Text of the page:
Considering the odds against her, India Walton’s fundraising was pretty good prior to last month’s Democratic primary.
It’s gotten a lot better since.
Walton’s campaign raised nearly $178,000 in the three weeks after she beat incumbent Byron Brown in the Democratic primary for mayor of Buffalo, according to her campaign’s July 15 filing with the New York State Board of Elections.
That’s more than she raised in the six months leading up to the June 22 election. And the total amount she raised in the current reporting period — just shy of $199,000 over the past 33 days — surpasses Brown’s performance in that same period. While the mayor’s filing has yet to appear on the Board of Elections website, his campaign reports raising “about $193,000.”
All told, since launching her campaign in late December, Walton has raised just over $325,000. That total comprises nearly 5,600 contributions, with an average donation just over $56, according to a statement the Walton campaign released Friday.
“Our campaign is proud to be a grassroots, people-powered movement, and our most recent filing with the Board of Elections reflects that, with thousands of small donations not just from individuals in the Buffalo community, but the community at large,” Walton said in the statement.
Almost a third of Walton’s money came from unitemized individual donations under $100 made through the Democratic fundraising website Act Blue. The campaign is not required to attach names and addresses to those donations, according to state election law, until an individual’s aggregate giving surpasses that $100 threshold.
Walton’s surprising upset of a four-term incumbent has drawn lots of national media attention, including most recently a feature in Rolling Stone. A piece in The New Yorker is forthcoming, according to a campaign spokesperson.
That coverage has been a boon for fundraising: About a quarter of the donations that do have names and addresses attached to them came from outside Western New York: Brooklyn, Yonkers, Pittsburgh, Chicago, Los Angeles, San Francisco, Seattle, to name a few. A Buffalo expatriate living in Tokyo sent Walton $450.
Most of Walton’s donors, however, are locals. Of the 398 donors listed by name and address in the campaign’s latest filing, 250 of them live in Western New York ZIP codes, about 80 percent of them in Buffalo.
The July filing covers a 33-day period from June 7 — two weeks before the primary — to July 11.
In that period Walton’s campaign raked in nearly $199,000. Roughly 90 percent of that money came in after her primary win.
About $75,000 came in small, unitemized donations through Act Blue.
The biggest individual donor was Pulitzer Prize winning poet Carl Dennis of Buffalo, who gave $11,296 in two donations, one the week before the primary and one after.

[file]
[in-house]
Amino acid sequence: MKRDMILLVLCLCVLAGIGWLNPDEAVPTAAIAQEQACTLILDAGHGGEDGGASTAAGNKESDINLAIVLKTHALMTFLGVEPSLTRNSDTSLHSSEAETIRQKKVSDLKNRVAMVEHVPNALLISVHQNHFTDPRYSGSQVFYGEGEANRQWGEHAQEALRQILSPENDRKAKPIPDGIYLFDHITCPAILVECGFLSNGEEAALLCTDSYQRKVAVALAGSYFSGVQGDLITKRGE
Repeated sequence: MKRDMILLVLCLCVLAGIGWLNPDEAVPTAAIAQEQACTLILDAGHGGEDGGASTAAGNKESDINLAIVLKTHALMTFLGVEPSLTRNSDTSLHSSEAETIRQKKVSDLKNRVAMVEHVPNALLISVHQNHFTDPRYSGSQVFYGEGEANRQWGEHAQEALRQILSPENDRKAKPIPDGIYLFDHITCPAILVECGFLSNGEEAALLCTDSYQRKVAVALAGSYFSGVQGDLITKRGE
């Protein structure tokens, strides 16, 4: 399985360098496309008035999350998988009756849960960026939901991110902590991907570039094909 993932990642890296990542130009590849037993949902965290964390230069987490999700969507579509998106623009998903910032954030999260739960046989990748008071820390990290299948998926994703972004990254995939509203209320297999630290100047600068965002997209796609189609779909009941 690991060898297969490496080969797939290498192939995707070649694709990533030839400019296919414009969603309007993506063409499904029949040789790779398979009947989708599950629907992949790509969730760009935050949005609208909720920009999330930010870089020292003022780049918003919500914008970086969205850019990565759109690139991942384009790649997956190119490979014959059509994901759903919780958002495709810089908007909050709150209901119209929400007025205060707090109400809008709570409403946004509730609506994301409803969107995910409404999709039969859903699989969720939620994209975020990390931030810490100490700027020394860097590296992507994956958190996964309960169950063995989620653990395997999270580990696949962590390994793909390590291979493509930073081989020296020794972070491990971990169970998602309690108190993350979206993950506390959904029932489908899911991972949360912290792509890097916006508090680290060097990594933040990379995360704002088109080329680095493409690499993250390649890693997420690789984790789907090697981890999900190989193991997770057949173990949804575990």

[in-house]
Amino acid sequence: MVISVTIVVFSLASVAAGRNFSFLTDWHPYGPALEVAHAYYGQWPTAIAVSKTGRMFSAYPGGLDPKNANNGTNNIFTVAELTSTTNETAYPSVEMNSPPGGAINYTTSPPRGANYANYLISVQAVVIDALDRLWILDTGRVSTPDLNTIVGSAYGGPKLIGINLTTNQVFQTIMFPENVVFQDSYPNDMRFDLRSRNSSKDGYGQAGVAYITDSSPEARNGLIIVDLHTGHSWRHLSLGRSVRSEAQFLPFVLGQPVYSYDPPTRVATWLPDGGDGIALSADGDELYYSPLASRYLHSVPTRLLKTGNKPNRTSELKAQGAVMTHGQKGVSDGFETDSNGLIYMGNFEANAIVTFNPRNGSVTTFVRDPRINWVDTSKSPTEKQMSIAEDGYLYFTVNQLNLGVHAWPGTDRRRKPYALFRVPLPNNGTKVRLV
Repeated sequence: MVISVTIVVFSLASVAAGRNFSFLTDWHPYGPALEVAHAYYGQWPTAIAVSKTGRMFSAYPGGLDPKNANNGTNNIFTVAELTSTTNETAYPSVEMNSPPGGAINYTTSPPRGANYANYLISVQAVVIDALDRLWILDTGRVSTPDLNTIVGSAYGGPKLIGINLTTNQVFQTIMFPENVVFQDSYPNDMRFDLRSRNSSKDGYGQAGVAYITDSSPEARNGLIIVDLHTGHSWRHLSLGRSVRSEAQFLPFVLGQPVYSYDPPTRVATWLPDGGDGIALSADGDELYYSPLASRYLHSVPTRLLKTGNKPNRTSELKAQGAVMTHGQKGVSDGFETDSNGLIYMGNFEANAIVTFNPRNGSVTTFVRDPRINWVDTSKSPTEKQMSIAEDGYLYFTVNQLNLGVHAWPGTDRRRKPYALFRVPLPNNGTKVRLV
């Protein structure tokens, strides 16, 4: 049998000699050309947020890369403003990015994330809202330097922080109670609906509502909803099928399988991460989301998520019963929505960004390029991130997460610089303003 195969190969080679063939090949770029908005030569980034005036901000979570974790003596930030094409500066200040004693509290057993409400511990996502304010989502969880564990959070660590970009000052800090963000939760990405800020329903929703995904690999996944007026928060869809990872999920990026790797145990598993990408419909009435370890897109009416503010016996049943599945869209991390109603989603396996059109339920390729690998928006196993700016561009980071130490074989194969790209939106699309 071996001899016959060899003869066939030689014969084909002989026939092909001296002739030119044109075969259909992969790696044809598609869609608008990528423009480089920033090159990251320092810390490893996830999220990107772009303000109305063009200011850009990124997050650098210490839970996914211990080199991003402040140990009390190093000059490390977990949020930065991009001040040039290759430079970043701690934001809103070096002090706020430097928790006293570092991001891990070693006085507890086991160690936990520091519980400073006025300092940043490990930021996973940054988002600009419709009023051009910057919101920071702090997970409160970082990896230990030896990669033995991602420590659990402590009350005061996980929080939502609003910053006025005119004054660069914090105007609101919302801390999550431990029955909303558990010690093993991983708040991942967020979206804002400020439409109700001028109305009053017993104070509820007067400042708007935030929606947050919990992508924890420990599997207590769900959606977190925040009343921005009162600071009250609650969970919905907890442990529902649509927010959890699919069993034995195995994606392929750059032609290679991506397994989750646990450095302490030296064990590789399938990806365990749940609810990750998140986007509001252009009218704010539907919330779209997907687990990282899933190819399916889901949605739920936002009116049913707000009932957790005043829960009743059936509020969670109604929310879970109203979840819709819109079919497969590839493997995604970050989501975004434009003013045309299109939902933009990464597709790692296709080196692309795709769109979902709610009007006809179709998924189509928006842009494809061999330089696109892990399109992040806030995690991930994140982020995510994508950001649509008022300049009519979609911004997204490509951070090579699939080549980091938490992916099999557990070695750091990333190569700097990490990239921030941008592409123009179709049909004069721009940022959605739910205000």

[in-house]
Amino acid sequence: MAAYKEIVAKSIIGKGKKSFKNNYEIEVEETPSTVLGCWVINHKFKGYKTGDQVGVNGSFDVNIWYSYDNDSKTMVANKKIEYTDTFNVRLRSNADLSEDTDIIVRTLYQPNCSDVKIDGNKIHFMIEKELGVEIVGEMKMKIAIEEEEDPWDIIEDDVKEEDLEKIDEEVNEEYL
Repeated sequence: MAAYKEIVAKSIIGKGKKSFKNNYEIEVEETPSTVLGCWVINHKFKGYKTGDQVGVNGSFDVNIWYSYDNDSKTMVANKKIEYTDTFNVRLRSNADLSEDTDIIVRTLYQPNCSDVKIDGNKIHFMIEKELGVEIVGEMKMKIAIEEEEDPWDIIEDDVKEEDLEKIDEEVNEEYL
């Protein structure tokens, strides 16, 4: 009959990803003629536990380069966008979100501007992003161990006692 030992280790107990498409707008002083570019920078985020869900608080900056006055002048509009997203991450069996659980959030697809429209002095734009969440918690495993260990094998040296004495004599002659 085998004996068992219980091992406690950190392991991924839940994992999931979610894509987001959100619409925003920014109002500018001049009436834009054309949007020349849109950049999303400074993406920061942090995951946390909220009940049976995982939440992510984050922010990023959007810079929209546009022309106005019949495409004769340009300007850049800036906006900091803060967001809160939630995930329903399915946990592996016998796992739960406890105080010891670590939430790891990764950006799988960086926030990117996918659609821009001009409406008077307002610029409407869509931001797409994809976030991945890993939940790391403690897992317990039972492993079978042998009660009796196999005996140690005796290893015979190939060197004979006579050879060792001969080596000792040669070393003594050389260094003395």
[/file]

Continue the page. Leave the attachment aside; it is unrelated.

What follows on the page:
Another local writer, Maria Scrivani of Buffalo, kicked in $6,000.
The Buffalo Teachers Federation, which endorsed Walton, donated $1,000.
Walton’s biggest out-of-town donor was Karla Jurvetson of Los Alto, Calif., a prolific donor to progressive Democrats across the country. Jurvetson gave $9,797 in two installments.
From the start of her campaign, Walton has sworn off accepting money from corporate donors, specifically eschewing the wealthy business people and real estate developers who donated prolifically to Brown in the week before the primary.
Nonetheless, there are two donations of $5,000 each from related corporate entities: Trinity Title and Abstract Corp. and Trojka DWA LLC, which share an address at 74 Niagara Street in Buffalo. (The business is located at that address; the LLC owns the property.) Trinity is an all-women company headed by Audrey Czesak.
The campaign spent nearly $80,000 in the 33-day period covered in the report, mostly on bills incurred before the primary. About $34,000 went toward television ads produced by Win Creative LLC, a company in the Hudson Valley that has done work for progressive politicians such as Alexandria Ocasio-Cortez and Bernie Sanders.
Most of the rest went toward mailings, radio and print ads, and lawn signs.
There’s just one paid campaign consultant listed: Tehmina Pechefsky, who has been paid $2,000 since the primary. The rest of Walton’s campaign staff are volunteers. On primary day, the Walton campaign claimed a list of more than 500 of them. That number has nearly doubled since Walton’s victory, according to a campaign spokesperson.
Some of Walton’s volunteers offered more than their labor: In the home stretch before the primary, with cash running short, volunteer campaign manager Courtney Friedline fronted $3,800 for lawn signs, according to the filing. When the money started flowing in after Walton’s seven-point victory, the campaign paid Friedline back.
On June 28, Brown announced he would pursue a write-in campaign in the November general election. Sources inside the Walton campaign told Investigative Post that her team is being restructured and expanded to meet that challenge.
As of 4:15 p.m. Friday, the Brown campaign’s July filing — which was due by midnight Thursday — was unavailable on the state Board of Elections website. Mike DeGeorge, the mayor’s communications director, told Investigative Post the campaign was “still completing the filing process due to technical issues with the Board of Elections site.”
The Brown campaign’s last filing, two weeks before the June 22 primary, was also slow to appear on the board of election’s website.
DeGeorge provided Investigative Post a financial summary from Brown’s campaign. According to the summary, Brown for Buffalo started the cycle with about $301,000. The campaign raised $193,000 and spent $293,000 during the current reporting period, leaving “just over $200,000” on hand.
Nearly $120,000 of that total was donated the week before the primary by a cadre of wealthy business people, as Investigative Post reported at the time.